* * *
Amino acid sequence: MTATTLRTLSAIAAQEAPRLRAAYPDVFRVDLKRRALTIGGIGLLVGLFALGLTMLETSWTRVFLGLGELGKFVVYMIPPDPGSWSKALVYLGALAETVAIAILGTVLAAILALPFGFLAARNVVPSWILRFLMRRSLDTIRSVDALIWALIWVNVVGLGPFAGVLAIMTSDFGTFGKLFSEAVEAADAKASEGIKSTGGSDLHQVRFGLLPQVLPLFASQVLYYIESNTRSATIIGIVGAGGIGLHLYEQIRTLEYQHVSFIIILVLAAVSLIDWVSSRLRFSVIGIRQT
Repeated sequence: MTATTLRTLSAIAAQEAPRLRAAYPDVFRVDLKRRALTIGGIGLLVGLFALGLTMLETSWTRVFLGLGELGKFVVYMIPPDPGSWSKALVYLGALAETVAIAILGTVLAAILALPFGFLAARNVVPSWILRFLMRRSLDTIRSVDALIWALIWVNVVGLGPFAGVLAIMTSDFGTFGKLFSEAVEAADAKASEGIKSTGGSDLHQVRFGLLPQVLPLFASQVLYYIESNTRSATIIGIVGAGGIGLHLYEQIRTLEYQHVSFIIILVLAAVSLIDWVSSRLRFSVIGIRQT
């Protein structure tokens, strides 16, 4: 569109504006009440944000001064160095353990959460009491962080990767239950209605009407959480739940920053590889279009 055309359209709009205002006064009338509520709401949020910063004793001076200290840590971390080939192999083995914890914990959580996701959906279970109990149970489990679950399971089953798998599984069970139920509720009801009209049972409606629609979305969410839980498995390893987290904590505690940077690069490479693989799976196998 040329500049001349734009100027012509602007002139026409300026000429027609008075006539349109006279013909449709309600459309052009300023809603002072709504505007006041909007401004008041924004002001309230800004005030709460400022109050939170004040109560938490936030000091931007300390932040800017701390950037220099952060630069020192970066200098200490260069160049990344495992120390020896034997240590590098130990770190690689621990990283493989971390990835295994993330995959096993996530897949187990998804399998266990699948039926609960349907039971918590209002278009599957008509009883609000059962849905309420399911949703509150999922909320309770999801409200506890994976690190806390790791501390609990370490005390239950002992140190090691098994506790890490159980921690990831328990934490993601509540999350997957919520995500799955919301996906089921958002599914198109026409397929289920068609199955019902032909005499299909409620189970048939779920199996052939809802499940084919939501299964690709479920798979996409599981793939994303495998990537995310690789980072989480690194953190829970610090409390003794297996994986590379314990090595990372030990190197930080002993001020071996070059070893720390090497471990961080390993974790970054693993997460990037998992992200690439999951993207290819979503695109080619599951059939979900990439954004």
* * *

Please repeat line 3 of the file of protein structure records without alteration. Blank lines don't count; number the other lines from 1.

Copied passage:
């Protein structure tokens, strides 16, 4: 569109504006009440944000001064160095353990959460009491962080990767239950209605009407959480739940920053590889279009 055309359209709009205002006064009338509520709401949020910063004793001076200290840590971390080939192999083995914890914990959580996701959906279970109990149970489990679950399971089953798998599984069970139920509720009801009209049972409606629609979305969410839980498995390893987290904590505690940077690069490479693989799976196998 040329500049001349734009100027012509602007002139026409300026000429027609008075006539349109006279013909449709309600459309052009300023809603002072709504505007006041909007401004008041924004002001309230800004005030709460400022109050939170004040109560938490936030000091931007300390932040800017701390950037220099952060630069020192970066200098200490260069160049990344495992120390020896034997240590590098130990770190690689621990990283493989971390990835295994993330995959096993996530897949187990998804399998266990699948039926609960349907039971918590209002278009599957008509009883609000059962849905309420399911949703509150999922909320309770999801409200506890994976690190806390790791501390609990370490005390239950002992140190090691098994506790890490159980921690990831328990934490993601509540999350997957919520995500799955919301996906089921958002599914198109026409397929289920068609199955019902032909005499299909409620189970048939779920199996052939809802499940084919939501299964690709479920798979996409599981793939994303495998990537995310690789980072989480690194953190829970610090409390003794297996994986590379314990090595990372030990190197930080002993001020071996070059070893720390090497471990961080390993974790970054693993997460990037998992992200690439999951993207290819979503695109080619599951059939979900990439954004």